Enhancing photovoltaic-thermal module performance with Tesla valves

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Researchers at the Donghua University in China have designed a photovoltaic-thermal (PVT) system that utilizes a Tesla valve to increase cooling performance.

A Tesla valve is a passive, one-directional valvular conduit with a fixed geometry. It was designed and patented by Nicola Tesla around 100 years ago and is intended to move fluid in a single direction without any moving parts. “Tesla valves can enhance heat transfer by creating vortices and turbulence in the fluid flow, which increases the heat transfer coefficient and reduces the temperature difference between the fluid and the solid surface,” the scientists said.

Through a numerical simulation, the research group developed a PVT module consisting of a glass cover, a PV panel, a heat-absorbing plate, a flow channel, fluid, ethyl vinyl acetate (EVA) encapsulant, and Tesla valves.

The academics assessed then the cooling performance of the panel with the Tesla valves assuming the use of four different fluids, namely water, magnesium oxide (MgO), titanium oxide (TiO2), and aluminum oxide (Al2O3). They stressed that the cooling effect is significantly affected by the speed increase.

“In particular, when the velocity lies within the range of the turbulent critical value to 1 m/s, the increase in flow velocity has a significant effect on lowering the PV temperature,” they stressed. “However, when the flow velocity exceeded 1 m/s, there was no significant cooling effect with the increase in flow rate.”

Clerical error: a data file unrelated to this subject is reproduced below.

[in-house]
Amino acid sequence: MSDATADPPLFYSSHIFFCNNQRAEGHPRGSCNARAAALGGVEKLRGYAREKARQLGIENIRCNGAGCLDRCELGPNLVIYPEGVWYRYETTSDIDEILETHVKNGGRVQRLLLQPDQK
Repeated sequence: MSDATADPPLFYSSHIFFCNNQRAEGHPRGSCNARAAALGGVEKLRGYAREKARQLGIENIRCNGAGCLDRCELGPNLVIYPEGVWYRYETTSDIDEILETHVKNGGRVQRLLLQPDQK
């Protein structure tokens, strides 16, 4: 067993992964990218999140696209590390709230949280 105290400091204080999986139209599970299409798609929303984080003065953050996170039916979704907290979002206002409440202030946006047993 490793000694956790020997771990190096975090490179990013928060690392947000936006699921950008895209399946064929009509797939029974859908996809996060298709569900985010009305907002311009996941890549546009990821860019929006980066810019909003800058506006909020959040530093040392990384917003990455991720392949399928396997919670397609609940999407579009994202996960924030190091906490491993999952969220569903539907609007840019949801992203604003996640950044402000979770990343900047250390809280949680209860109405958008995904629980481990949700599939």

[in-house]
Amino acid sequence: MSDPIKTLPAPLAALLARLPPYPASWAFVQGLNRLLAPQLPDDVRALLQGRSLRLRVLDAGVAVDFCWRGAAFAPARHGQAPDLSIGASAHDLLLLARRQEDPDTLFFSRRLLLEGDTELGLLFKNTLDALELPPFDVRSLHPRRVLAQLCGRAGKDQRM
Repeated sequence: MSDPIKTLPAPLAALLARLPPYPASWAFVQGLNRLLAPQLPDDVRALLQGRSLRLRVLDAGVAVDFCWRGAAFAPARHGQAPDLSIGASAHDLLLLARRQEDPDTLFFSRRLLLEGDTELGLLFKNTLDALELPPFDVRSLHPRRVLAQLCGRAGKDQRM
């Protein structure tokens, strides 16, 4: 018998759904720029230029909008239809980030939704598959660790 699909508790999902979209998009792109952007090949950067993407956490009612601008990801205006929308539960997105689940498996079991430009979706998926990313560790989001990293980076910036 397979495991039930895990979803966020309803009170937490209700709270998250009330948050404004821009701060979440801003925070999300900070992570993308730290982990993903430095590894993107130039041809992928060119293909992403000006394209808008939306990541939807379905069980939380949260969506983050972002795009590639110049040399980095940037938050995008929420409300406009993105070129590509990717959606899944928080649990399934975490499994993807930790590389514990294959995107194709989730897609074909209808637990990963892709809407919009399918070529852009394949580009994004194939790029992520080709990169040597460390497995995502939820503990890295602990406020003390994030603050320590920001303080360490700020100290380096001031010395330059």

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The simulation showed that the PVT system with the Tesla valves was able to achieve an electrical efficiency of 16.32% and a thermal efficiency of 59.65%. These results were then compared with those of identical PVT systems based on three different cross-sectional structures and the analysis showed that the Tesla valve structure flow channel offers superior thermal and electrical efficiency.

The scientists also identified optimal parameters for the Tesla valves such as an angle of 30 degrees and a pipe diameter ratio of 1.

Their findings can be found in the paper “Numerical study on solar photovoltaic/thermal system with Tesla valve,” published in scientific reports. Looking forward, they said they want to test nanofluids in the proposed system configurations. “Nanofluids have the potential to achieve rapid cooling and heat storage,” they concluded.

Temperature cloud map with different runner structures: (a) rectangle; (b) triangle; (c) semi-circle; (d) Tesla valve.

Image: Donghua University, scientific reports, Creative Commons License CC BY 4.0

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